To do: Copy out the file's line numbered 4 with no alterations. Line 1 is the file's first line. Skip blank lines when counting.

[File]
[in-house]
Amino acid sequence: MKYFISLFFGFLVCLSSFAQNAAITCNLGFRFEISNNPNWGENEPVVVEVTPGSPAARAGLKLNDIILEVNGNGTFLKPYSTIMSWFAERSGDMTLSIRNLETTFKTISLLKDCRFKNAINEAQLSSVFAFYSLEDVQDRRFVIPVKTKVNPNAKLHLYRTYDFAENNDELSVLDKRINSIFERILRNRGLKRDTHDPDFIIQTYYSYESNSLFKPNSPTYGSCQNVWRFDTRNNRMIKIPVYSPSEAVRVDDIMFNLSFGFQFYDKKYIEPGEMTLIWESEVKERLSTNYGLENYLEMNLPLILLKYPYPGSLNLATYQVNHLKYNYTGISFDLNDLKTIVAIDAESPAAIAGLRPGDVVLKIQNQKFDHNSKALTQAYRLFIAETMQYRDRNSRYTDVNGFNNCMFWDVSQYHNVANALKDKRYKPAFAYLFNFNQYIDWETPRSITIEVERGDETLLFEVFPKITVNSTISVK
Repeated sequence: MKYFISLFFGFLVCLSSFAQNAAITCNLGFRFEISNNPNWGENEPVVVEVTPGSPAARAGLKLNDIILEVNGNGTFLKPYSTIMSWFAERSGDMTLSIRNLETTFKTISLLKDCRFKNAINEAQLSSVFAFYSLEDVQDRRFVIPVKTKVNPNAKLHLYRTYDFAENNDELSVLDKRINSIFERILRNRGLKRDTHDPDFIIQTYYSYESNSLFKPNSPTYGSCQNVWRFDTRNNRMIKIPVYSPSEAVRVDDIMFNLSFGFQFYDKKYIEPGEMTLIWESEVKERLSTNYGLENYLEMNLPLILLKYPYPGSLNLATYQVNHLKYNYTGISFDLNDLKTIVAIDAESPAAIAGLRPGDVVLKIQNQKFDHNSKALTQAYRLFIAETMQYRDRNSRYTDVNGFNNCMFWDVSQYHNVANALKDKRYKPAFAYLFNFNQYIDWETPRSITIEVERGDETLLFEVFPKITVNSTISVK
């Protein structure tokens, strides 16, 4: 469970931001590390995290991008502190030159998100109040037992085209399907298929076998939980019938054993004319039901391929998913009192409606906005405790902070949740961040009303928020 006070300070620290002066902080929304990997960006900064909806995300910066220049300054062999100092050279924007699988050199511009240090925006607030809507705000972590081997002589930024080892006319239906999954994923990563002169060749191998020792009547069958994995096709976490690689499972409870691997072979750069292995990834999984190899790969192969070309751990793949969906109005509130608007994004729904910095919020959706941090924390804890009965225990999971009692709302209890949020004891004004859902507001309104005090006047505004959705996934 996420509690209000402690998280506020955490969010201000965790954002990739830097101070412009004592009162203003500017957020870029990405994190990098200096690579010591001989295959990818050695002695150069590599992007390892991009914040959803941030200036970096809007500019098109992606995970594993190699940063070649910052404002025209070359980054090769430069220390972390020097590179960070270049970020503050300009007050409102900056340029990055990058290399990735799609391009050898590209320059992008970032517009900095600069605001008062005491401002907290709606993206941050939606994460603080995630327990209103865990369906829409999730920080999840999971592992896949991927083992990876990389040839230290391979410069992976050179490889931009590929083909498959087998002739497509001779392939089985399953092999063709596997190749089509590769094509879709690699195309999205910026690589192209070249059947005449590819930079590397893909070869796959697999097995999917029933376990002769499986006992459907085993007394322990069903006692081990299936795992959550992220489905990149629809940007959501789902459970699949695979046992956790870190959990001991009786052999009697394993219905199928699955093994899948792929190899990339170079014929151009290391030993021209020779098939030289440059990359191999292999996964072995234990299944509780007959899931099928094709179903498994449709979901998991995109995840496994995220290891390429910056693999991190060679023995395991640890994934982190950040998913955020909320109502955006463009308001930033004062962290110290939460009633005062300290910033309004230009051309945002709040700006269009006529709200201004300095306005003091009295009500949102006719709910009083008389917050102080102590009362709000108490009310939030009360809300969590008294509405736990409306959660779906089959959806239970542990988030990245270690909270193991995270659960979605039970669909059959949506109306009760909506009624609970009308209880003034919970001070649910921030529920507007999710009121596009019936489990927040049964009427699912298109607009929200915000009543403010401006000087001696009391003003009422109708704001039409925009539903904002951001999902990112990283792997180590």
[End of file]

């Protein structure tokens, strides 16, 4: 469970931001590390995290991008502190030159998100109040037992085209399907298929076998939980019938054993004319039901391929998913009192409606906005405790902070949740961040009303928020 006070300070620290002066902080929304990997960006900064909806995300910066220049300054062999100092050279924007699988050199511009240090925006607030809507705000972590081997002589930024080892006319239906999954994923990563002169060749191998020792009547069958994995096709976490690689499972409870691997072979750069292995990834999984190899790969192969070309751990793949969906109005509130608007994004729904910095919020959706941090924390804890009965225990999971009692709302209890949020004891004004859902507001309104005090006047505004959705996934 996420509690209000402690998280506020955490969010201000965790954002990739830097101070412009004592009162203003500017957020870029990405994190990098200096690579010591001989295959990818050695002695150069590599992007390892991009914040959803941030200036970096809007500019098109992606995970594993190699940063070649910052404002025209070359980054090769430069220390972390020097590179960070270049970020503050300009007050409102900056340029990055990058290399990735799609391009050898590209320059992008970032517009900095600069605001008062005491401002907290709606993206941050939606994460603080995630327990209103865990369906829409999730920080999840999971592992896949991927083992990876990389040839230290391979410069992976050179490889931009590929083909498959087998002739497509001779392939089985399953092999063709596997190749089509590769094509879709690699195309999205910026690589192209070249059947005449590819930079590397893909070869796959697999097995999917029933376990002769499986006992459907085993007394322990069903006692081990299936795992959550992220489905990149629809940007959501789902459970699949695979046992956790870190959990001991009786052999009697394993219905199928699955093994899948792929190899990339170079014929151009290391030993021209020779098939030289440059990359191999292999996964072995234990299944509780007959899931099928094709179903498994449709979901998991995109995840496994995220290891390429910056693999991190060679023995395991640890994934982190950040998913955020909320109502955006463009308001930033004062962290110290939460009633005062300290910033309004230009051309945002709040700006269009006529709200201004300095306005003091009295009500949102006719709910009083008389917050102080102590009362709000108490009310939030009360809300969590008294509405736990409306959660779906089959959806239970542990988030990245270690909270193991995270659960979605039970669909059959949506109306009760909506009624609970009308209880003034919970001070649910921030529920507007999710009121596009019936489990927040049964009427699912298109607009929200915000009543403010401006000087001696009391003003009422109708704001039409925009539903904002951001999902990112990283792997180590």